Abstract

Ischaemic stroke is a devastating condition that is the leading cause of disability in the USA. Over the last 2 decades, the focus of management has shifted from secondary stroke prevention to acute treatment. Coordinated care starts in the field with the emergency medical service providers and continues in the ambulance and the emergency department through to the intensive care unit. After diagnosis and stabilization, a major goal is reperfusion therapy with intravenous fibrinolytics. Neuroimaging research is focused on improving patient selection, expanding treatment windows, and increasing the safety of therapeutic intervention. The role of adjunctive intra-arterial and mechanical thrombectomy remains undefined, and methods to improve reperfusion using sonolysis and new-generation fibrinolytics are currently investigational. Treatment in the intensive care unit targets prevention of secondary brain injury through optimization of blood pressure, cerebral perfusion, glucose, and temperature management, ventilation, and oxygenation. The most feared complications include malignant cerebral edema and symptomatic hemorrhagic transformation. Decompressive craniectomy is life saving, but questions regarding patient selection and timing remain. Hyperosmolar agents are currently used to mitigate cerebral edema, but newer agents to prevent the formation of cerebral edema at the molecular level are being studied. We outline a practical approach to current emergency and intensive care management based on consensus guidelines and the best available evidence.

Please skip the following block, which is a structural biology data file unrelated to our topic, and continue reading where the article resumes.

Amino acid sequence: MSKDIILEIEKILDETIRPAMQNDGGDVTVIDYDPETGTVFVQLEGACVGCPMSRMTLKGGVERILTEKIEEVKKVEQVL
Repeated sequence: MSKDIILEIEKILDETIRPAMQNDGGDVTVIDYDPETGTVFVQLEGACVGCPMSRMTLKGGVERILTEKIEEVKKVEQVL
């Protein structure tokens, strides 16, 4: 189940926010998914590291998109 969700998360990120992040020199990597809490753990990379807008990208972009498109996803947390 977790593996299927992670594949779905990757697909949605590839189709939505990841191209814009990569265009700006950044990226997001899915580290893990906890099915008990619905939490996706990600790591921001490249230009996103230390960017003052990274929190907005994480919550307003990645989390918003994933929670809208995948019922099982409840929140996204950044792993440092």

Original languageEnglish (US)
Pages (from-to)17-28
Number of pages12
JournalCNS Drugs
Volume29
Issue number1
DOIs
StatePublished - Jan 1 2015

ASJC Scopus subject areas

  • Clinical Neurology
  • Psychiatry and Mental health
  • Pharmacology (medical)

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